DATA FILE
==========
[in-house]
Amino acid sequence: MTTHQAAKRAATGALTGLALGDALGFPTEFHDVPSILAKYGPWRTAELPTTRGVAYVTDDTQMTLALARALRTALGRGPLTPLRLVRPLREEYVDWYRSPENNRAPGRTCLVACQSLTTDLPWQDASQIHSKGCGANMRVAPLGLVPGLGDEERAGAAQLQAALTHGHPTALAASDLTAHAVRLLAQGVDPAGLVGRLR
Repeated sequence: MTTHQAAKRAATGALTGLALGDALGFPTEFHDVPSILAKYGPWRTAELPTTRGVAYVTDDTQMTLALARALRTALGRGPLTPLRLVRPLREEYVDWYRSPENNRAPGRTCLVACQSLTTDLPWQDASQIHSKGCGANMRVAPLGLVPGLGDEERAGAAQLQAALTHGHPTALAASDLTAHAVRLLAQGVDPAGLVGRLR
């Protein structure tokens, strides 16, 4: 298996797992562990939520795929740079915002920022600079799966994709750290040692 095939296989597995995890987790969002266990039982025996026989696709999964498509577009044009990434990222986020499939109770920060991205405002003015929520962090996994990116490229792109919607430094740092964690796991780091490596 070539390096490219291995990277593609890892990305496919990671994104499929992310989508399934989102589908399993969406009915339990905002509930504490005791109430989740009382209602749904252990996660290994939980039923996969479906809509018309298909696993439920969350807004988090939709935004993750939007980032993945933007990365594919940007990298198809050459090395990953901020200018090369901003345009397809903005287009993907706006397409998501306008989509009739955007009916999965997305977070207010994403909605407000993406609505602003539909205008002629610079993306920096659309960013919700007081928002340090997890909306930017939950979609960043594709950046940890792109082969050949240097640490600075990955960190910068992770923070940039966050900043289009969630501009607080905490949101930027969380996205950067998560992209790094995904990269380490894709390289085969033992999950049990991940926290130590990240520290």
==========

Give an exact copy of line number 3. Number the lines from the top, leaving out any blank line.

Repeated sequence: MTTHQAAKRAATGALTGLALGDALGFPTEFHDVPSILAKYGPWRTAELPTTRGVAYVTDDTQMTLALARALRTALGRGPLTPLRLVRPLREEYVDWYRSPENNRAPGRTCLVACQSLTTDLPWQDASQIHSKGCGANMRVAPLGLVPGLGDEERAGAAQLQAALTHGHPTALAASDLTAHAVRLLAQGVDPAGLVGRLR